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Homeless in New Braunfels: Non-profits united in goal to help those living on the streets as community grows

Not everyone is on board with the idea of a new homeless shelter being built in certain areas of town as they fear potential safety issues.

NEW BRAUNFELS, Texas — A coalition of non-profits organizations in New Braunfels strives to tackle the issue of homelessness while working alongside the community to come up with solutions.

Unlike San Antonio or Austin, homelessness in New Braunfels and Comal County isn’t as visible.

Kellie Stallings, CE administrator with NB Housing Partners, stressed there’s an ever-growing need for resources to accommodate the homeless or those on the brink of living on the streets.

“What we have seen over the last decade is that the number of people who experienced homelessness more than once and for longer than six months is growing,” Stallings said.

She attributes the lack of affordable housing combined with rapid community growth as just a couple of the reasons New Braunfels is experiencing a rise in homelessness.

Stallings noted the average rental cost in New Braunfels is $1,400 per month and there’s a lack of rental units under $850 per month.

The New Braunfels Housing Authority is coping with at least a 5-year waiting list for subsidized housing.

Stallings also pointed to challenges created for people without vehicles or other modes of transportation to get to work due to New Braunfels’ absence of public transportation.

NB Housing Partners’ First Footing program has helped 242 people secure housing, health care services and employment assistance since launching in February 2021.

The hotel-based crisis housing program coordinates with a variety of community partners to provide employment and housing to people in need.

NB Housing Partners is on the search for property to be used as the site for a permanent shelter that’s less expensive and more sustainable long-term.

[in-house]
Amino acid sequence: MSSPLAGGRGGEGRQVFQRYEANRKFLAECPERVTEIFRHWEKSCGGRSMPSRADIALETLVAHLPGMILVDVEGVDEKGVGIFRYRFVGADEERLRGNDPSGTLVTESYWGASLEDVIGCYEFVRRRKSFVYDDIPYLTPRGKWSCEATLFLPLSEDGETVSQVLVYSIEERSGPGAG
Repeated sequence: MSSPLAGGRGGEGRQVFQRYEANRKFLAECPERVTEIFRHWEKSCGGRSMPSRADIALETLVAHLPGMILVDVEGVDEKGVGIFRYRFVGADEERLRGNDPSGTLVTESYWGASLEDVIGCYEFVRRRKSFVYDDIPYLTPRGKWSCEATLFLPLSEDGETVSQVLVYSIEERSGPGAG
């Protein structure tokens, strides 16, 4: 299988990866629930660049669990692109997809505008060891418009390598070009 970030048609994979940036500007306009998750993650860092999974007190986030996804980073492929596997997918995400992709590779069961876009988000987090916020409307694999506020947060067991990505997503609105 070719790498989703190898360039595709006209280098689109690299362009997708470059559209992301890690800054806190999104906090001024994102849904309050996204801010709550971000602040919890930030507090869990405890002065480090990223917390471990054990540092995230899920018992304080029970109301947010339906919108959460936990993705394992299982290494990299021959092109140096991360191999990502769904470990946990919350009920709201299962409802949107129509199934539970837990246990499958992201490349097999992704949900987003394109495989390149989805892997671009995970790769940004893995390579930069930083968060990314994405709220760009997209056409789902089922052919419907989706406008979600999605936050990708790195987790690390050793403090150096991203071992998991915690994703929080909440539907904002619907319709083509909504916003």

“We have even made an offer on a site that would be long-term, turn into transitional housing and permanent supportive housing so it would be more like apartment settings,” Stallings said.

Jefferson Whitehead, a New Braunfels native, has expressed opposition to a homeless shelter existing at certain proposed sites in town such as the Comal County Senior Citizens Center.

Whitehead is a father and husband who’s attended city council meetings to voice his opinions on NB Housing Partners’ efforts to secure a permanent shelter location.

“This to me is something to where citizens should have a say,” Whitehead said.

Among Whitehead’s top concerns deals with the outcomes of a shelter and the potential safety issues it could pose in the future. He doesn’t want New Braunfels to become like Austin or San Antonio as far as the climate of homelessness.

He’s advocating for the New Braunfels City Council to pass ordinances restrict homeless shelters to specific locations. Whitehead emphasized he’s all for helping the homeless, but without disturbing the safety and peace of the community at-large.

“With having them that close vicinity to schools or even a park like Landa Park and to me that’s not okay,” Whitehead said.

NB Housing Partners has not yet signed a contract for a permanent shelter location. Stallings said having a up and running facility within the year is ideal as the need is urgent.

“We need to have a site that we can count on and a site that provides dignity and care and safety and security not only for those that we’re serving but for the community as well,” Stallings said.

The Salvation Army of New Braunfels is also seeking to upgrade its headquarters by relocating to a much bigger facility since there’s increasing demand for help; everything from health care aid, clothing to food services.

“Our mission is to preach the gospel while meeting human needs,” said Major Roman Leal.

Leal’s worked for the Salvation Army in the Dallas area and Houston where homelessness is incomparable to a smaller community like New Braunfels.

He’s confident in the group of non-profits to get ahead of homelessness before it spirals out of control. But like Stallings, Leal sees the lack of affordable housing units as a barrier to helping those less fortunate.

“We are doing our best as a collaboration with the organizations within our community to meet this need of issues with homelessness,” Leal said. “Suggestions and positive input that individuals have to be able to help us achieve that would be greatly appreciated and welcomed.”

The Crisis Center of Comal County, which helps victims of domestic violence through comprehensive services, experienced a wealth of community support after an accidental-fire gutted its emergency shelter three weeks ago. No one was hurt as a result of the fire.

Mic Biesboer, a CCC program director, hopes such support is echoed through the coalition of non-profits ongoing efforts to tackle homelessness for decades to come.

“With community challenges comes community solutions and that we’re going to do everything we can to serve the most vulnerable in our community.”

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